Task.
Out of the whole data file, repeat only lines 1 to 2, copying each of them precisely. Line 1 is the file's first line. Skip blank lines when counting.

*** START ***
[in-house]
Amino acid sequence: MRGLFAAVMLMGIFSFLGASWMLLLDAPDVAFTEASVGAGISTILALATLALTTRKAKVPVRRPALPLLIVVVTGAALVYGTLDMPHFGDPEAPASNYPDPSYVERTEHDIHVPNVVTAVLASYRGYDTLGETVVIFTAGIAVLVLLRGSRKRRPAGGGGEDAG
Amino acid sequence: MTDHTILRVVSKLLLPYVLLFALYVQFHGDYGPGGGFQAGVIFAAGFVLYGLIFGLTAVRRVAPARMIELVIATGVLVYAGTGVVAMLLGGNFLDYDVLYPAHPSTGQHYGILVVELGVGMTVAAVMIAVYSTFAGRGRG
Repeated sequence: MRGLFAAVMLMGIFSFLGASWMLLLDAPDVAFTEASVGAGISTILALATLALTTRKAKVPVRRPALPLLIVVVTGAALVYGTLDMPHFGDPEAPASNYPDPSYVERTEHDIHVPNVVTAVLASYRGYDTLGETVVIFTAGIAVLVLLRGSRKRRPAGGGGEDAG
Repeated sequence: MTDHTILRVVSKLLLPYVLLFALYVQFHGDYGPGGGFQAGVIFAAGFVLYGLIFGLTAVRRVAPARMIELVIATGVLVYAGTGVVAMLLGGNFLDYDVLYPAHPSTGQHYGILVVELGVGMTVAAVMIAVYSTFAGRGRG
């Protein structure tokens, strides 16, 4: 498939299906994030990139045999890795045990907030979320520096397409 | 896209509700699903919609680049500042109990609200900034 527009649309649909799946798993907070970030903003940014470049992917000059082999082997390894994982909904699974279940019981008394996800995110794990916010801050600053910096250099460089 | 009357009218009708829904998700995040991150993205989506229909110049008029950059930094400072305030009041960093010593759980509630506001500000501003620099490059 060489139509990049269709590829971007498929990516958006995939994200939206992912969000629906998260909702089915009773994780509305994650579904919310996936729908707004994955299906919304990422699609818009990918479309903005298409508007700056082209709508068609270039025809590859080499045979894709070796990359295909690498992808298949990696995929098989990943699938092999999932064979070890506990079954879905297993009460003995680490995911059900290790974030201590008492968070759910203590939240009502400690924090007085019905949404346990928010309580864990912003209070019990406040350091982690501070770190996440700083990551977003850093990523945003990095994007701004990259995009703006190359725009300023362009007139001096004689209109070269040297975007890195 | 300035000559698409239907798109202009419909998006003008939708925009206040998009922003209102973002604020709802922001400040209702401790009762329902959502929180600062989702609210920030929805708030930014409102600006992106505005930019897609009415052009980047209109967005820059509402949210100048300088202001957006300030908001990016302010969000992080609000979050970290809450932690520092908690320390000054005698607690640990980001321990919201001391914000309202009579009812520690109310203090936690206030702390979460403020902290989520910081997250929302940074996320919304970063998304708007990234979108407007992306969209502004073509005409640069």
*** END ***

[in-house]
Amino acid sequence: MRGLFAAVMLMGIFSFLGASWMLLLDAPDVAFTEASVGAGISTILALATLALTTRKAKVPVRRPALPLLIVVVTGAALVYGTLDMPHFGDPEAPASNYPDPSYVERTEHDIHVPNVVTAVLASYRGYDTLGETVVIFTAGIAVLVLLRGSRKRRPAGGGGEDAG